- Scammers may be able to recite the last four digits of a victim’s Social Security number.
- Scammers “spoof” or imitate the IRS toll-free number on caller ID to make it appear that it’s the IRS calling.
- Scammers sometimes send bogus IRS emails to some victims to support their bogus calls.
- Victims hear background noise of other calls being conducted to mimic a call site.
“Phishing is a scam typically carried out with the help of unsolicited email or a fake website that poses as a legitimate site to lure in potential victims and prompt them to provide valuable personal and financial information,” said the IRS. “Armed with this information, a criminal can commit identity theft or financial theft.”
Email scams are as old as email, but fraudsters wouldn’t survive if they weren’t getting more sophisticated. If you’re unsure whether an email is genuine, you can report it directly to the IRS. A quick Google search of the sending address may also provide some insight.4. False promises of “free money” from inflated refunds
The age-old rule of thumb applies to tax refunds as well: If it sounds too good to be true, it probably is. The IRS notes that when tax season rolls around, fraudsters often pose as tax preparers, “luring victims in by promising large federal tax refunds or refunds that people never dreamed they were due in the first place.”
There are two big things to keep in mind here. First, do some homework on the people preparing your tax return. Don’t give your personal information to a business with no history. Two, remember that you are ultimately responsible for whatever is on your tax return, even if it was prepared by someone else. You could end up with the bill for a fraudster’s bad behavior if you aren’t careful. If you’re going to hire a professional, make sure they’ve got a long, clean reputation.5. Return preparer fraud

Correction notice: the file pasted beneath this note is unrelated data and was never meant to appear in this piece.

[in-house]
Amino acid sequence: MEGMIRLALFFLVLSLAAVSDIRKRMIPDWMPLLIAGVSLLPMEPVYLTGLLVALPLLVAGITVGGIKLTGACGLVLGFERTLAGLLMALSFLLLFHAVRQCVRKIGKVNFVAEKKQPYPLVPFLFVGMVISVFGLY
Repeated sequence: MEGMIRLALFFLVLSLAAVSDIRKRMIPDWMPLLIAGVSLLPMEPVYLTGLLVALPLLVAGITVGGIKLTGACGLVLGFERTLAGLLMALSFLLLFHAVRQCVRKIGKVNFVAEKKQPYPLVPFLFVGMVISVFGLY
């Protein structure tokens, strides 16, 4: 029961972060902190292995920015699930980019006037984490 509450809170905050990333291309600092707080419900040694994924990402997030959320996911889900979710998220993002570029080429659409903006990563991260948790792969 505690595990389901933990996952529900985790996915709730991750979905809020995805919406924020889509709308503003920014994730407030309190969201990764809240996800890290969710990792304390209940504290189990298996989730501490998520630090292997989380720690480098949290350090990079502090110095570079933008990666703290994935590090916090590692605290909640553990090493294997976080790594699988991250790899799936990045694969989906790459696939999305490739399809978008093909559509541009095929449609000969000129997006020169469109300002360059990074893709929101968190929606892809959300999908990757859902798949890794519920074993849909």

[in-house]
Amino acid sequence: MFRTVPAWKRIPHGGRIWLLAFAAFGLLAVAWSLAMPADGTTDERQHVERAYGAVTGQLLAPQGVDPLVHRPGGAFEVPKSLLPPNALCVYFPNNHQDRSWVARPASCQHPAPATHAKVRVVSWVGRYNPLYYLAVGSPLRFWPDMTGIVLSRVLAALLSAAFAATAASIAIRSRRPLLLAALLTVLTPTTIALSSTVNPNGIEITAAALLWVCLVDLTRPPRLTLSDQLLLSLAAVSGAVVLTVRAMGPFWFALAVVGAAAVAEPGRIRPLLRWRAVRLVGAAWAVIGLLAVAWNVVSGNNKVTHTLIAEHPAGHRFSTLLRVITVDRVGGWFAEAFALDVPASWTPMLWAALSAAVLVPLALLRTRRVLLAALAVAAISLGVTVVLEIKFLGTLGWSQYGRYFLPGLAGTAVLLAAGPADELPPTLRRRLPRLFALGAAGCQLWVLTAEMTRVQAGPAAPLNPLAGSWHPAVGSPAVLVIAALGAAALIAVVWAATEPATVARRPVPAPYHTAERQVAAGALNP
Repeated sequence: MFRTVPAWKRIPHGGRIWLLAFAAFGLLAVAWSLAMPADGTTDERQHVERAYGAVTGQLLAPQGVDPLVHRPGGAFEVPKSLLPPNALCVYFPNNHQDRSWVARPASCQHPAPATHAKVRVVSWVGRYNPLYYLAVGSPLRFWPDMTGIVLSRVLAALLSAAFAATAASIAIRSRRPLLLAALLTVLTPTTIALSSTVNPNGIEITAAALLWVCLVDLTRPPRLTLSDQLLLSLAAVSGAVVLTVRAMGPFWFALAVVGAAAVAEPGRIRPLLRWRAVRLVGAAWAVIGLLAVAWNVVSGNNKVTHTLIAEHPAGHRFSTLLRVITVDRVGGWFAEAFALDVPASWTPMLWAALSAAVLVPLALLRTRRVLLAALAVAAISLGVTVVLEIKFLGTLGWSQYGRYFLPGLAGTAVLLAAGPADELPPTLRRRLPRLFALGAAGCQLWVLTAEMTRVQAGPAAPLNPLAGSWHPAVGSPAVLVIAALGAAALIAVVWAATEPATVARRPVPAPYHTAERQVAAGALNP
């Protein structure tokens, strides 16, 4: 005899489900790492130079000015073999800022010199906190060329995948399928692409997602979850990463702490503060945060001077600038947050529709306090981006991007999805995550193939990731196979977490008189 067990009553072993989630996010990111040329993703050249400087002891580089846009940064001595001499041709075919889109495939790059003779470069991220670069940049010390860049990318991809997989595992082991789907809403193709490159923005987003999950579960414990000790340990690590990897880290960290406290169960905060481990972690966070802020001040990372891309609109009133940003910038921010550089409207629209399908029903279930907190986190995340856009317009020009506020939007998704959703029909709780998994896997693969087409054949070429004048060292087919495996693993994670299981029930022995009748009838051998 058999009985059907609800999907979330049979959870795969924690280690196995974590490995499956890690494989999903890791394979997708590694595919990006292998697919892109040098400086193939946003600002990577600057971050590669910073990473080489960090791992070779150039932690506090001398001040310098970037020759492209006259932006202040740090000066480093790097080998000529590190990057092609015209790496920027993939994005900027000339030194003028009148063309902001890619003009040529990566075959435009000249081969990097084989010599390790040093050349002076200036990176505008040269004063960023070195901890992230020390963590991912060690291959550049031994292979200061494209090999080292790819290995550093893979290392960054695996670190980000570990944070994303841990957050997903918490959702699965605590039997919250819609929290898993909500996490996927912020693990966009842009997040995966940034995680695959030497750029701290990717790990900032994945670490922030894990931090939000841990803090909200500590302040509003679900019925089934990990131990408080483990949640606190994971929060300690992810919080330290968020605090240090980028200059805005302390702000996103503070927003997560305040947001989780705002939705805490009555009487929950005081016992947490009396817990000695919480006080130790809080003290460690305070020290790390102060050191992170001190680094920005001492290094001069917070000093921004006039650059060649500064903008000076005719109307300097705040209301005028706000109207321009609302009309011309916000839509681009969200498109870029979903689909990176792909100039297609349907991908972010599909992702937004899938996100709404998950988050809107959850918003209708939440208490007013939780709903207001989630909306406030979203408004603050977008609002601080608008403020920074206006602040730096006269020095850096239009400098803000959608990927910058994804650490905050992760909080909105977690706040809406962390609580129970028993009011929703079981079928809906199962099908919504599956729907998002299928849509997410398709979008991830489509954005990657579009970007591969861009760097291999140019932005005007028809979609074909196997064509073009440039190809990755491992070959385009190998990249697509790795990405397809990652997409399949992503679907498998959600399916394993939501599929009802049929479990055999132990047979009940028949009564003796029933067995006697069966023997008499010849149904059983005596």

With the last scam in mind, the IRS reports that “About 60 percent of taxpayers will use tax professionals this year to prepare their tax returns. Most return preparers provide honest service to their clients. But, some unscrupulous preparers prey on unsuspecting taxpayers, and the result can be refund fraud or identity theft.”6. Hiding income offshore
This isn’t so much the work of a third-party fraudster as it is the work of a would-be taxpayer trying to reduce their tax liability. Hiding money in offshore bank accounts is about as classic a tax dodge as you can get, and the IRS is cracking down on this behavior. “Since 2009, tens of thousands of individuals have come forward voluntarily to disclose their foreign financial accounts, taking advantage of special opportunities to comply with the U.S. tax system and resolve their tax obligations,” the IRS reports. “And, with new foreign account reporting requirements being phased in over the next few years, hiding income offshore is increasingly more difficult.”
Check out the IRS website for the rest.